Microsoft and Nokia have a lot riding on the Nokia Lumia 900, the new flagship Windows Phone handset. The handset represents one of Microsoft’s biggest pushes to get Windows phones in the minds of consumers — an effort that’s being helped along by a huge advertising push from AT&T.
For a complete review you can check out The Post’s Joshua Topolsky’s latest column, but here are some quick hits for those looking for a little shopping advice.
Pro: This phone looks good. When you pull it out of your pocket, friends who are interested in gadgets are going to react — and likely in a positive way. The phone feels well-built and fits well in hand for long conversations or marathon texting sessions.
Con: It’s a bit form over function. The hardware is great, but the software needs some work, as does the Microsoft app ecosystem. And this may sound nit-picky, but I don’t like the layout of the buttons on this phone. The power button is far too easy to hit by accident, and I often ended up locking the phone screen when I wanted to hit the volume rocker.
Pro: It’s not an iPhone or and Android. If you’ve tried and rejected both of these platforms, Windows Phone is certainly anything but more of the same. The entire user interface is different, built along the blocky appearance that’s pulling Microsoft products together these days. While I’m not a complete fan of the amount of scrolling required by the off-set tiles on Windows Phone, I do have to say that it lends itself well to one-thumb scrolling.
Con: It’s a Windows Phone. Don’t get me wrong, I like a lot of what Windows is doing and I like that Windows Phone looks and feels markedly different from iOS and Android phones. But at the end of the day, smartphones need content and the content just isn’t there yet.
There are also, as Topolsky notes, places where it just takes too many steps to do simple things such as checking social media messages.
Pro: The Nokia Lumia 900 is a great deal. It’s got LTE, a solid display, an 8 MP camera, and runs apps smoothly and largely without issue.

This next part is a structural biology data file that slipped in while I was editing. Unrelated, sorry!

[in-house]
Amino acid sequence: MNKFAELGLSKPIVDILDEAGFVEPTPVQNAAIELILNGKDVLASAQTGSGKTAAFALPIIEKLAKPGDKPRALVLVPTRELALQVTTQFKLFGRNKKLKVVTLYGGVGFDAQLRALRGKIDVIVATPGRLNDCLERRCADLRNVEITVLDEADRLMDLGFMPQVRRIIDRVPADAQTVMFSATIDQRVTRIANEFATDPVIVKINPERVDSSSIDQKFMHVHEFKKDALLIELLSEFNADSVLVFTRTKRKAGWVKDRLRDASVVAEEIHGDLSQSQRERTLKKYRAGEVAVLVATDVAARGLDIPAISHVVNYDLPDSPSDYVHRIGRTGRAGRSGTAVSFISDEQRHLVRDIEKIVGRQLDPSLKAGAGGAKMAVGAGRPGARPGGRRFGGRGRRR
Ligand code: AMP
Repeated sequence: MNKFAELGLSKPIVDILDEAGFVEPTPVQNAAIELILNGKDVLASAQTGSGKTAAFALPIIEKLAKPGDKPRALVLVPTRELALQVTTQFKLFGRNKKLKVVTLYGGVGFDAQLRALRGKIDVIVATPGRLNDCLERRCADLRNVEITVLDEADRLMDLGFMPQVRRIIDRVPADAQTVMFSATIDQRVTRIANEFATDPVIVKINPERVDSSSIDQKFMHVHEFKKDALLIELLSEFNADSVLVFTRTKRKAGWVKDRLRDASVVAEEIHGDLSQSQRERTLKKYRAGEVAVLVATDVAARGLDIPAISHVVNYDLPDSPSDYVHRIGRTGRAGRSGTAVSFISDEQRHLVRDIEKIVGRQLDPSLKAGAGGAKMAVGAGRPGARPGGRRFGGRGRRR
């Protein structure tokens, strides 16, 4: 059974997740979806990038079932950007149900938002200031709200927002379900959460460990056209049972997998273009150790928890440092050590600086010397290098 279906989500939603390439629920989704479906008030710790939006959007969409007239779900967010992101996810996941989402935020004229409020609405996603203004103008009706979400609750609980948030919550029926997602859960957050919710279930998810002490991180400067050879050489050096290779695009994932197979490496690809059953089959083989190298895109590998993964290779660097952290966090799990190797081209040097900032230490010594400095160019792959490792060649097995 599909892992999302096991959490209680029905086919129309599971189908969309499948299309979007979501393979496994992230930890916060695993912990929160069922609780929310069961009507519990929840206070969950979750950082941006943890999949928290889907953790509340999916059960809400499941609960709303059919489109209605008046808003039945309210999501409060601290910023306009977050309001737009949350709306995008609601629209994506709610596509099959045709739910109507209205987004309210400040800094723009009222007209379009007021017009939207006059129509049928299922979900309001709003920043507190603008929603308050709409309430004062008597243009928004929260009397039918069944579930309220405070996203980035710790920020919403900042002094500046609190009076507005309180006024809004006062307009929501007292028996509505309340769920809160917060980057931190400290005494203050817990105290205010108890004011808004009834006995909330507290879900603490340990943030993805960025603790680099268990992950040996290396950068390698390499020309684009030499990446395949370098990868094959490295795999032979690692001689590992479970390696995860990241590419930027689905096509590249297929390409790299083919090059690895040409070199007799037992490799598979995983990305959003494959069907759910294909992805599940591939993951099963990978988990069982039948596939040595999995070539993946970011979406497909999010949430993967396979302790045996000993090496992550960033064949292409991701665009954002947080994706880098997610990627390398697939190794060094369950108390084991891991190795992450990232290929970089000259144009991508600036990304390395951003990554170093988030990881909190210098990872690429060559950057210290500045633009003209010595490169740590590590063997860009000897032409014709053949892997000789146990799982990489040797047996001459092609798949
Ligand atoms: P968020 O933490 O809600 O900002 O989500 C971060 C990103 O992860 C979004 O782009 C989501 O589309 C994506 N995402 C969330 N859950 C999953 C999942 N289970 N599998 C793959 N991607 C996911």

Con: It’s not necessarily the best deal out there. For example, if you really, truly, want an iPhone but don’t think you can afford one, the iPhone 4 is still just $99 on contract as well. Is last year’s iPhone better than this year’s cutting edge Windows Phone? As I said before, content is key and it’s hard to beat Apple when it comes to a full-featured app store. That said, the iPhone 4 doesn’t have the advantage of LTE or an 8 MP camera, so it depends on what your priorities are.
Who shouldn’t buy it: Love your iPhone? Love your Android? This probably isn’t for you. Windows Phone is an interesting platform that may still have a chance to grow into something extraordinary, but if you’re switching from either iOS or Android, you’re going to notice some serious gaps.
Who should buy it: If you’re in the market for a new smartphone, aren’t impressed with Android or Apple, this is worth consideration — especially for $99. The phone is also particularly good for Microsoft fans who already use Bing or SkyDrive on a regular basis and would like to have those integrated, by default, into their phones.
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